Fortune magazine says Salt Lake City is the best place in the country to do business.
But Sid Green didn't need a magazine article to tell him that.Green, president of Terra Tek, a geotechnical services firm based in the University of Utah's Research Park, has lived and worked in Detroit, Pennsylvania and on the West Coast. Since moving to Utah, he has often boasted to out-of-state executives about Salt Lake City's plentiful and well-trained labor pool.
Yet, Green is delighted others are taking notice of Salt Lake City's attributes.
"It's nice to hear others say it so I don't have to go tooting our own horn," Green said.
Small-business owners contacted at random by the Deseret News said they believed the positive national publicity may attract new business to Salt Lake City, which, in turn, will provide spinoff benefits for smaller businesses.
Stan Nakano, district director of the Small Business Administration, says the good news may provide opportunities as well as challenges for Salt Lake City's small-business community.
"It will certainly make for a stronger and healthier business climate, which can only lead to more opportunities for all businesses," Nakano said.
Local small businesses may become suppliers or provide services to new industry or secure government contract work through companies that manufacture products under government contracts.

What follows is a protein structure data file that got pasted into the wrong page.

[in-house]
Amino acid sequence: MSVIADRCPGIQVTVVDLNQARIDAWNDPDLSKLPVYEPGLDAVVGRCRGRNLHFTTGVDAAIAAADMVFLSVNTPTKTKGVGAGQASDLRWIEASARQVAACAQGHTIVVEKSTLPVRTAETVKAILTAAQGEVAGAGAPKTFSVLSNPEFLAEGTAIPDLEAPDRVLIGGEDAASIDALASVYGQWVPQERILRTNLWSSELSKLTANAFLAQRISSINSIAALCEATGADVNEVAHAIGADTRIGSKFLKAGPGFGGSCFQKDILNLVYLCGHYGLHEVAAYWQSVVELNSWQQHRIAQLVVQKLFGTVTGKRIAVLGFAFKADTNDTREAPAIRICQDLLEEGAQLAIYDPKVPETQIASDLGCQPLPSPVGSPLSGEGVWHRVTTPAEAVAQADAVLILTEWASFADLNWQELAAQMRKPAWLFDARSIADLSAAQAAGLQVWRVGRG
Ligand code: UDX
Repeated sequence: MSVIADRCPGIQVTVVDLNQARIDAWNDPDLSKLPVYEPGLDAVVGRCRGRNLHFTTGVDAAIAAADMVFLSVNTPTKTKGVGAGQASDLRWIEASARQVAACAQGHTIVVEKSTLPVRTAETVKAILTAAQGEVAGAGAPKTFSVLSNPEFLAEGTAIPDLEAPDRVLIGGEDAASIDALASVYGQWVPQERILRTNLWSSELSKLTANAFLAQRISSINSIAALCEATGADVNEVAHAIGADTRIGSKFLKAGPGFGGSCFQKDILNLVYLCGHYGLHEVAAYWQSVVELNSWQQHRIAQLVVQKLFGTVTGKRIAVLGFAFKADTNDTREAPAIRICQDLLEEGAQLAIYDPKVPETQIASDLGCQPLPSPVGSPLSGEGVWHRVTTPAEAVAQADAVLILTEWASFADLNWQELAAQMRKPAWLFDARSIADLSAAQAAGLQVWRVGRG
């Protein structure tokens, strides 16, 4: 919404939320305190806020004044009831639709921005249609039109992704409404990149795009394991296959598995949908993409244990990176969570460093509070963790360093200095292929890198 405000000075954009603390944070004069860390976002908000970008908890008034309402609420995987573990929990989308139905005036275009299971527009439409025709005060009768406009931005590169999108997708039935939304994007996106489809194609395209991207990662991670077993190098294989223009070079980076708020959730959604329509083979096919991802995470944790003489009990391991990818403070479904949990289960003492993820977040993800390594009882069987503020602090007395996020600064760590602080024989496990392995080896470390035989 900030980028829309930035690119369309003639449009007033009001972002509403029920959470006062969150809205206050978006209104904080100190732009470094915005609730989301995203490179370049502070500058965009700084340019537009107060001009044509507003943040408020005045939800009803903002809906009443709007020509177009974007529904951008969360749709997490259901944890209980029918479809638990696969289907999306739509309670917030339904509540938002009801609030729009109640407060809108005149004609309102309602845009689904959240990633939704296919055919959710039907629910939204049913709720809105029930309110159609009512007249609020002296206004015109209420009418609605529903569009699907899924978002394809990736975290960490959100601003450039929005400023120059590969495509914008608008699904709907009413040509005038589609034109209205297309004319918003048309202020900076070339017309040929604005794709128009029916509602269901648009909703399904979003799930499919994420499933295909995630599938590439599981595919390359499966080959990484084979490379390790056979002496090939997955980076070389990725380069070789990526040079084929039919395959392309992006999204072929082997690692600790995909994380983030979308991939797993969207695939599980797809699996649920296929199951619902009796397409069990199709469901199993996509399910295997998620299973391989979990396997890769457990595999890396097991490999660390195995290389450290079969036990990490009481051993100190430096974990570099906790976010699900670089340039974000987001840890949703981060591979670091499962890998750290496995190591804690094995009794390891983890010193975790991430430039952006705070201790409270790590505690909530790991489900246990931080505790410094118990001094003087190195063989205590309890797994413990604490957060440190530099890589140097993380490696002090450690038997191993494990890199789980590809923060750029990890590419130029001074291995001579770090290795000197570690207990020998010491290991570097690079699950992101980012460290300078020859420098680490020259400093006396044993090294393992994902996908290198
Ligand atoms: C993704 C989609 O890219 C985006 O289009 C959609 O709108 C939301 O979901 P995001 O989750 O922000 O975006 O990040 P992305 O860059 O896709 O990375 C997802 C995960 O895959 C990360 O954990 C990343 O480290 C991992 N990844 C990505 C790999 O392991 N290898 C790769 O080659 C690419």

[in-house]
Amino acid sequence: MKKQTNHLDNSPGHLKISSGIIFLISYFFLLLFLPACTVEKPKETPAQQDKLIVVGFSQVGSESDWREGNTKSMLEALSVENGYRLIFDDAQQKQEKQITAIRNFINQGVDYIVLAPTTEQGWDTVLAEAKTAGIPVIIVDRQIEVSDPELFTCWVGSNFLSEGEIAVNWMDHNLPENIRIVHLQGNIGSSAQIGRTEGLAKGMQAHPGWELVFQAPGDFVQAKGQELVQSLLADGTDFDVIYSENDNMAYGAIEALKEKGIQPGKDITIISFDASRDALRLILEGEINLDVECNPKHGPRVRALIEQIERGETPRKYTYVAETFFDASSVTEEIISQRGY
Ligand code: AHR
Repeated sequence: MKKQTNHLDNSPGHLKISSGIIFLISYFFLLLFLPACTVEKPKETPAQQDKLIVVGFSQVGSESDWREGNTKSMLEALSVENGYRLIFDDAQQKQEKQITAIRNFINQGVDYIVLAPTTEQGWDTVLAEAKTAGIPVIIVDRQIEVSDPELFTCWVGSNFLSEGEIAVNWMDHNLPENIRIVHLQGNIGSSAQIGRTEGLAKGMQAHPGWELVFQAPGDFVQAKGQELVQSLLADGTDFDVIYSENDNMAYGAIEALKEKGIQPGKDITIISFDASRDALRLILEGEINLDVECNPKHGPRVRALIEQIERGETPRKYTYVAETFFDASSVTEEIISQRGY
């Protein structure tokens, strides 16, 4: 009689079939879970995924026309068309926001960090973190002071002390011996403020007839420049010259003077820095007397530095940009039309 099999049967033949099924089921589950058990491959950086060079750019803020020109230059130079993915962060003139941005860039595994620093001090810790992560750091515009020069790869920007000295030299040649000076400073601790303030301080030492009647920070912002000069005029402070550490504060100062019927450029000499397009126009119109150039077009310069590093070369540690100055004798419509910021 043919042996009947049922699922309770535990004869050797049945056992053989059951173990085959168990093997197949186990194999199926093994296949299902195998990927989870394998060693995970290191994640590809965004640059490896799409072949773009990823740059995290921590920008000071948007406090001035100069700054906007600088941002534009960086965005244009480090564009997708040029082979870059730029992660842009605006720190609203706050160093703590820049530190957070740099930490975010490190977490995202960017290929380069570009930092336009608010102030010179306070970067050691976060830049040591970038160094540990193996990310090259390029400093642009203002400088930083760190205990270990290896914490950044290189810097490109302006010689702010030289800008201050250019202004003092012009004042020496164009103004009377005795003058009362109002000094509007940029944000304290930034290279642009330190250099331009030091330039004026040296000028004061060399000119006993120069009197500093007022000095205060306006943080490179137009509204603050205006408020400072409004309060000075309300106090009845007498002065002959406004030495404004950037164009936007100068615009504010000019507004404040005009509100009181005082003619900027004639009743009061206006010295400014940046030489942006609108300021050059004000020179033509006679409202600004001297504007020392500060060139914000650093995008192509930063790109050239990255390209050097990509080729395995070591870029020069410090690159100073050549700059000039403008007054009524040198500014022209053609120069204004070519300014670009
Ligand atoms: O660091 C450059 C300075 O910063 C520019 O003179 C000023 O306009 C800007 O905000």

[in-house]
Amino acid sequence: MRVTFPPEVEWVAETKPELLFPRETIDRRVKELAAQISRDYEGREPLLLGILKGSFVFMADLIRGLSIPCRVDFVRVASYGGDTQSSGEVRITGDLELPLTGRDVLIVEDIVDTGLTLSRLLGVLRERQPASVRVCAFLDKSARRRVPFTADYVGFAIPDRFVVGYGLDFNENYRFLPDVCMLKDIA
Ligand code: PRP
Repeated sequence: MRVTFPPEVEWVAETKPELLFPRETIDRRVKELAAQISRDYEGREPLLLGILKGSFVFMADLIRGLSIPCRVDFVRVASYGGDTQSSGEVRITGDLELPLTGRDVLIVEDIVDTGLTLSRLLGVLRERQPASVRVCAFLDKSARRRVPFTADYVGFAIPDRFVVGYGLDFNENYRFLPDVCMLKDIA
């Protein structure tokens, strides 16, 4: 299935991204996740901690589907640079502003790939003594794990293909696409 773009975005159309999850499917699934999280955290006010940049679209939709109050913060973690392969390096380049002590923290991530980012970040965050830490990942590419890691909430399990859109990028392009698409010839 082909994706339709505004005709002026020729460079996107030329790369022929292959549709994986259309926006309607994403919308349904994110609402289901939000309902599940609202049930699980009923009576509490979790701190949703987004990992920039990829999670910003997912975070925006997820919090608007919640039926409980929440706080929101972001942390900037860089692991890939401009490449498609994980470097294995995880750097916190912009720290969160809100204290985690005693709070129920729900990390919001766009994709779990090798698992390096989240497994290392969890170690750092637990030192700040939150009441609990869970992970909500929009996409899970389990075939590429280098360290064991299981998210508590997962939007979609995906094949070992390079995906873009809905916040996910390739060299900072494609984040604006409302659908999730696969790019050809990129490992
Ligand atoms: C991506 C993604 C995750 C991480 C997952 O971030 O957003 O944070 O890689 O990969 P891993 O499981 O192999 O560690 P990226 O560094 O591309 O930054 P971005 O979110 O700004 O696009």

The challenge will come in terms of competing for the most competent, well-trained employees.
"That is a problem. I'm not able to give them the salary the larger companies would be able to," said Kathy Sorensen, owner of Hyland Floral/Stadium Gardens.
Nevertheless, Sorensen said she believes the benefits of attracting new business far outweigh the competition for new employees. "I'd love to get their commercial accounts," she said.
Jackie Nichols, owner of Quality Press, said past experience has taught her that new industry brings more business to the small-business community.
"Big business always brings to my industry more printing," Nichols said.
She described the news coverage generated by the Fortune magazine article as "fantastic." "I think a lot of small-business owners think Salt Lake City is a fantastic place to do business. There's so many myths about who we really are," Nichols said.
Overall, business owners agreed that it's high time U.S. industry recognizes Salt Lake City for its pluses rather than its peculiarities.